Shaggy Sir Lancelot

This very well may be one of the original shaggy dog story puns, for which the genera is named. There are endless variations of this story, but here is an example.

King Arthur sends Sir Lancelot out on an important mission to deliver a message to the king of Spain. It is a long distance, and Lancelot looks in the Kingdom for a good horse to take him there. His own horse is sick, and all he can find is an old mare, but, since he has to leave quickly, he takes the mare.

About 3 days out, Lancelot realizes his mistake. The horse gets tired and appears to be going lame. He finally makes it to a small village and goes to the Inn. He finds the Innkeeper and explains his problem. Which is that he needs a good horse so that he can fulfill his mission to deliver the message for the king. The Innkeeper replies that this is only a small village, and most of the horses around are not up to the task. He is welcome to look around, however, and if he can find anything, he is certainly welcome to it.

Lancelot looks around the village, and true as the Innkeeper has said, no good horse is to be found. As Lancelot is about to give up, he comes across a stable boy carting some feed. He asks the stable boy if there is any beast of burden in the village that he can use to fulfill his mission. The stable boy thinks for a minute, and starts to reply, “No”, but then says,”Go see if Old Mange in the barn can help you.”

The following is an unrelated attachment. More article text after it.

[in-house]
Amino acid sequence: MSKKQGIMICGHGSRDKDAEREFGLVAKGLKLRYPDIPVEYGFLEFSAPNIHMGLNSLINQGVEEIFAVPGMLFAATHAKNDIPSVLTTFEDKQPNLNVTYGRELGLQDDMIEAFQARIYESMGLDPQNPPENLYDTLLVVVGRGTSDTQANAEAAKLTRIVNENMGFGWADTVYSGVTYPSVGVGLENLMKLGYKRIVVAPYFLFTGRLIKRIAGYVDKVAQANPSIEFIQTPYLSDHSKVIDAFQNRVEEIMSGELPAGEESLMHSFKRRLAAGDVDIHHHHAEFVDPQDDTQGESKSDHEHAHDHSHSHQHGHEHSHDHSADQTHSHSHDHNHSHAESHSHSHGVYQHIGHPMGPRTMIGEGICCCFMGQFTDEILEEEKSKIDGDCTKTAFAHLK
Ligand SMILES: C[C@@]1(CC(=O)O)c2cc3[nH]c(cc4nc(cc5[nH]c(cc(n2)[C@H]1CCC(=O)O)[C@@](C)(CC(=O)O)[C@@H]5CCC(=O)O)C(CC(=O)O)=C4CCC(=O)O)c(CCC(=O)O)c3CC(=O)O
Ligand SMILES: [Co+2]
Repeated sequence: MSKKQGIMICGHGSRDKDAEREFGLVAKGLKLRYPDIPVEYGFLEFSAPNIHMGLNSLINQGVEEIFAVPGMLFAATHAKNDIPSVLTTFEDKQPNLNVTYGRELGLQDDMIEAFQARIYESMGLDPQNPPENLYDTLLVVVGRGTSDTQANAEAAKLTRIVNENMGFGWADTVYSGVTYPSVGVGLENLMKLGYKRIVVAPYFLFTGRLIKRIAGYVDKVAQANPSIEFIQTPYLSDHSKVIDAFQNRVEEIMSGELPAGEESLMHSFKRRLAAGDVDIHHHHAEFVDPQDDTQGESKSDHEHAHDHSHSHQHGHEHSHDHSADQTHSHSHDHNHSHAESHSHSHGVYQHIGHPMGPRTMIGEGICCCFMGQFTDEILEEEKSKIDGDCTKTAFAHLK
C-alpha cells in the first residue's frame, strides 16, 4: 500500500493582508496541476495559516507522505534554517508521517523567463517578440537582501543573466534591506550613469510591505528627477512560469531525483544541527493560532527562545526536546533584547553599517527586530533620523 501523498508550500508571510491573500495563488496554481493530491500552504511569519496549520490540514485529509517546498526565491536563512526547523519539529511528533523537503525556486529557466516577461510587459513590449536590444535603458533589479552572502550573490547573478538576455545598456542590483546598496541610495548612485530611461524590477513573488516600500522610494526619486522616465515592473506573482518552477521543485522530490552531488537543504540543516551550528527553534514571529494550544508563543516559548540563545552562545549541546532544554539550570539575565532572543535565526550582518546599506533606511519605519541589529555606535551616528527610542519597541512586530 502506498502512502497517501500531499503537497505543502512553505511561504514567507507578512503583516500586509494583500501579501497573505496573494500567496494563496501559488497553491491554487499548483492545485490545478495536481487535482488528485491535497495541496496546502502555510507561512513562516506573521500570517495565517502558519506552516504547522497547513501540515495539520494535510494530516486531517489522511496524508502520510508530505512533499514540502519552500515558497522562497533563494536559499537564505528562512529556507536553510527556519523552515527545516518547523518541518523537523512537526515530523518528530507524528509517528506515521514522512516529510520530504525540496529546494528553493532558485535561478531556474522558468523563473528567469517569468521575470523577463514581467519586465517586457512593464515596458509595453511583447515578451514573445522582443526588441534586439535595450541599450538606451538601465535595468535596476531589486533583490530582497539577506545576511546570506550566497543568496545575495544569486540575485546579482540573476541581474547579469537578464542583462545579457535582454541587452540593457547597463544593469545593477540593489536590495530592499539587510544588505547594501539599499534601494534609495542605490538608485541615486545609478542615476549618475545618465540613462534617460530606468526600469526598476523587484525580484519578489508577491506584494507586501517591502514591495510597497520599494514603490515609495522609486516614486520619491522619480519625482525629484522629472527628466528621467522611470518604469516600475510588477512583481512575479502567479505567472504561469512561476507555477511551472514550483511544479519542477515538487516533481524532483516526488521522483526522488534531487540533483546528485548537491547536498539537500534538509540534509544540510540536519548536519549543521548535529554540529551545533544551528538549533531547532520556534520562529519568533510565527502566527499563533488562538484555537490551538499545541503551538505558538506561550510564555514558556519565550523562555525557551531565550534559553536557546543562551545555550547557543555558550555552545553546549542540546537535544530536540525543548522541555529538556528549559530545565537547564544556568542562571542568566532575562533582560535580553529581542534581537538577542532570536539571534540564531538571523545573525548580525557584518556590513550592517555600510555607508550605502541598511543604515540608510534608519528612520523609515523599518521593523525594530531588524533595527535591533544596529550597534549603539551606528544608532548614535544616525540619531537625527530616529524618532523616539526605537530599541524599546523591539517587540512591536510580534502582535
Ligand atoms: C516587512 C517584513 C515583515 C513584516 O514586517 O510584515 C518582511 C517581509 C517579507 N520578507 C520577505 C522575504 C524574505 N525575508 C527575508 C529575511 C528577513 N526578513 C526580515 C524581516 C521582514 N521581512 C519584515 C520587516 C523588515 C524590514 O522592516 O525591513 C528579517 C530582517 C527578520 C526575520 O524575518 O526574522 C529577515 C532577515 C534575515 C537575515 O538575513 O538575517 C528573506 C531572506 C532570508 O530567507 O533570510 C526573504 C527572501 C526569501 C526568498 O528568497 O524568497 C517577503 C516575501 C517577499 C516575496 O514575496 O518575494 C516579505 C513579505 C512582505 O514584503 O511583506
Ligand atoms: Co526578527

Lancelot goes over to the barn expecting to find a horse, but what he finds is a very large, ugly dog dog — almost as large as a pony. The dog is a mess, however. It is mangy, parts of its fur are falling off, and it is full of fleas. Lancelot is desperate at this point, however, and he looks it over carefully. It does appear to be strong enough to take him to Spain (which is only 3 days away at this point).

Lancelot goes back to the Innkeeper, and acknowledges that he cannot find a horse in the village that he can use. He says, however that the dog, Old Mange, might be able to take him most (if not all) of the way to his destination. The Innkeeper hears this, stiffens up, and says, “Sir. You cannot have that beast. I wouldn’t send a Knight out on a dog like that.”

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